Ilioneus

Summary

In Greek mythology, the name Ilioneus (Ancient Greek: Ἰλιονεύς Īlioneus) may refer to:

  • Ilioneus, one of the Niobids.[1]
  • Ilioneus, a Trojan, an only son of Phorbas, was killed by Peneleos.[2]
  • Ilioneus, a Trojan elder, who implored Diomedes to spare him, but was killed nevertheless.[3]
  • Ilioneus, a companion of Aeneas. He was one of those whose ships sank during the storm in which Aeneas and his people were caught.[4] Being the eldest of the Trojan survivors with Aeneas, he was the first to speak to Dido when they entered her palace at Carthage.[5]

See also

Notes

  1. ^ Ovid, Metamorphoses 6.261
  2. ^ Homer, Iliad 14.489-495
  3. ^ Quintus Smyrnaeus, 13.182-208
  4. ^ Virgil, Aeneid 1.120
  5. ^ Virgil, Aeneid 1.521

References

  • Homer, The Iliad with an English Translation by A.T. Murray, Ph.D. in two volumes. Cambridge, MA., Harvard University Press; London, William Heinemann, Ltd. 1924. ISBN 978-0674995796. Online version at the Perseus Digital Library.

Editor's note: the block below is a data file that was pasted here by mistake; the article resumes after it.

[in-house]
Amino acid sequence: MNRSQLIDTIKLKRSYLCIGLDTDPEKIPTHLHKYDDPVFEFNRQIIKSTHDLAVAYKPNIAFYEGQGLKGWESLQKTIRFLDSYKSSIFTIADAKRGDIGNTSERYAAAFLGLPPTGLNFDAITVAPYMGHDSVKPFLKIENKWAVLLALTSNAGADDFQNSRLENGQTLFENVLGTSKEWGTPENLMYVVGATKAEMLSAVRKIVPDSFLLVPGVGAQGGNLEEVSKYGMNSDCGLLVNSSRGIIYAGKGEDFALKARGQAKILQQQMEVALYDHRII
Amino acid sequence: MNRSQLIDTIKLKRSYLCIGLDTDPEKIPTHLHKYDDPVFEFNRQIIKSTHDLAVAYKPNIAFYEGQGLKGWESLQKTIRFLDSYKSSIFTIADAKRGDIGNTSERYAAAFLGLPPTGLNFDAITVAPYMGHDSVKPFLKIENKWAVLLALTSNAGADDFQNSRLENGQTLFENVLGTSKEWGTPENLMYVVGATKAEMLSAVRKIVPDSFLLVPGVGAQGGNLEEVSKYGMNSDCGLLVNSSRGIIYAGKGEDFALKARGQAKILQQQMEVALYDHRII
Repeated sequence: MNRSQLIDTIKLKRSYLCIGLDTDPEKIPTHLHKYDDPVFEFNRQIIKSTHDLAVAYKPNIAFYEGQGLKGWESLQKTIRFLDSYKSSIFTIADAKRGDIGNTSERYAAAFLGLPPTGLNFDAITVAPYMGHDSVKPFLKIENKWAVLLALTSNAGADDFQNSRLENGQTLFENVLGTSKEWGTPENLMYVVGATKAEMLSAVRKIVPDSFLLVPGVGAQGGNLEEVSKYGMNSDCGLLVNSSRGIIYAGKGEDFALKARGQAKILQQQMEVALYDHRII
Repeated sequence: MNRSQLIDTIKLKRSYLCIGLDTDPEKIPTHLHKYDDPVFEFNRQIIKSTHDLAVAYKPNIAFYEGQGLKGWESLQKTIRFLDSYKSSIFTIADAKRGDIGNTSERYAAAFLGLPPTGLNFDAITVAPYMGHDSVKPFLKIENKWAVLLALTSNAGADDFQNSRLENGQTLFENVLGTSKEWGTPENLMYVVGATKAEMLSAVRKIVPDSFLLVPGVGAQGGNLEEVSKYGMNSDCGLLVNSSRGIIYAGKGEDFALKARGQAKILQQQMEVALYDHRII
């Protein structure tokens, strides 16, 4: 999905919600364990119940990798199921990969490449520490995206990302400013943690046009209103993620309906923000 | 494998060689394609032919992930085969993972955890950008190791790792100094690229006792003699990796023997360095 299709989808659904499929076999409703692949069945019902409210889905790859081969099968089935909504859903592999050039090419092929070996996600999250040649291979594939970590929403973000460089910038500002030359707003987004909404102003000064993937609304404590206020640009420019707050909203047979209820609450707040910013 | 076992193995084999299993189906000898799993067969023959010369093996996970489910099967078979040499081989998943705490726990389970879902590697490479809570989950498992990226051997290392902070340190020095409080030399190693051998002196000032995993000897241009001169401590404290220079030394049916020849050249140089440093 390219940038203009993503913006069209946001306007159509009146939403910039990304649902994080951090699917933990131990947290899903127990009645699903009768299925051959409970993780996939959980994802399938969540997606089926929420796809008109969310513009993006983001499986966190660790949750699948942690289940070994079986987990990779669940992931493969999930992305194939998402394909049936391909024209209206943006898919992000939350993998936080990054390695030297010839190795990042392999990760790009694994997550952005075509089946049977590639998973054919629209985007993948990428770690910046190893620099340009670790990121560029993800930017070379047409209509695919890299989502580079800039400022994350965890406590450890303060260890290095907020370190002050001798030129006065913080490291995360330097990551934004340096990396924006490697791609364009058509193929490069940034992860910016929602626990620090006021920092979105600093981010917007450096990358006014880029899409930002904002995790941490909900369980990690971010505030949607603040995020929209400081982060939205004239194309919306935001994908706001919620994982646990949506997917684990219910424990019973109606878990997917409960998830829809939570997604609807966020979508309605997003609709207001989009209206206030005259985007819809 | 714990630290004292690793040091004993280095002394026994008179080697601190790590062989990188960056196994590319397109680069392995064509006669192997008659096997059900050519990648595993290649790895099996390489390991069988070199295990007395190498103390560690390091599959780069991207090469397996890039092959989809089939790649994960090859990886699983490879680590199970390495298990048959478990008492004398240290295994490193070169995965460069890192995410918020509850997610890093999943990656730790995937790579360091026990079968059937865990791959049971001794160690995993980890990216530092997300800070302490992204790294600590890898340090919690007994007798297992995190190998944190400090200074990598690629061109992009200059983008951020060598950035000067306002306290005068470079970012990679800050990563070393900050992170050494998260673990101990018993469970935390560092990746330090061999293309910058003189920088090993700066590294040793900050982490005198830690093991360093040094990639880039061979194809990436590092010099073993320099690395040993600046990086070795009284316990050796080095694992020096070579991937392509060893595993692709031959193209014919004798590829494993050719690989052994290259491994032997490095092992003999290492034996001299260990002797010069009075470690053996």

• Homer, Homeri Opera in five volumes. Oxford, Oxford University Press. 1920. ISBN 978-0198145318. Greek text available at the Perseus Digital Library.
  • Publius Ovidius Naso, Metamorphoses translated by Brookes More (1859-1942). Boston, Cornhill Publishing Co. 1922. Online version at the Perseus Digital Library.
  • Publius Ovidius Naso, Metamorphoses. Hugo Magnus. Gotha (Germany). Friedr. Andr. Perthes. 1892. Latin text available at the Perseus Digital Library.
  • Quintus Smyrnaeus, The Fall of Troy translated by Way. A. S. Loeb Classical Library Volume 19. London: William Heinemann, 1913. Online version at theio.com
  • Quintus Smyrnaeus, The Fall of Troy. Arthur S. Way. London: William Heinemann; New York: G.P. Putnam's Sons. 1913. Greek text available at the Perseus Digital Library.
  • Publius Vergilius Maro, Aeneid. Theodore C. Williams. trans. Boston. Houghton Mifflin Co. 1910. Online version at the Perseus Digital Library.
  • Publius Vergilius Maro, Bucolics, Aeneid, and Georgics. J. B. Greenough. Boston. Ginn & Co. 1900. Latin text available at the Perseus Digital Library.


This article includes a list of Greek mythological figures with the same or similar names. If an internal link for a specific Greek mythology article referred you to this page, you may wish to change the link to point directly to the intended Greek mythology article, if one exists.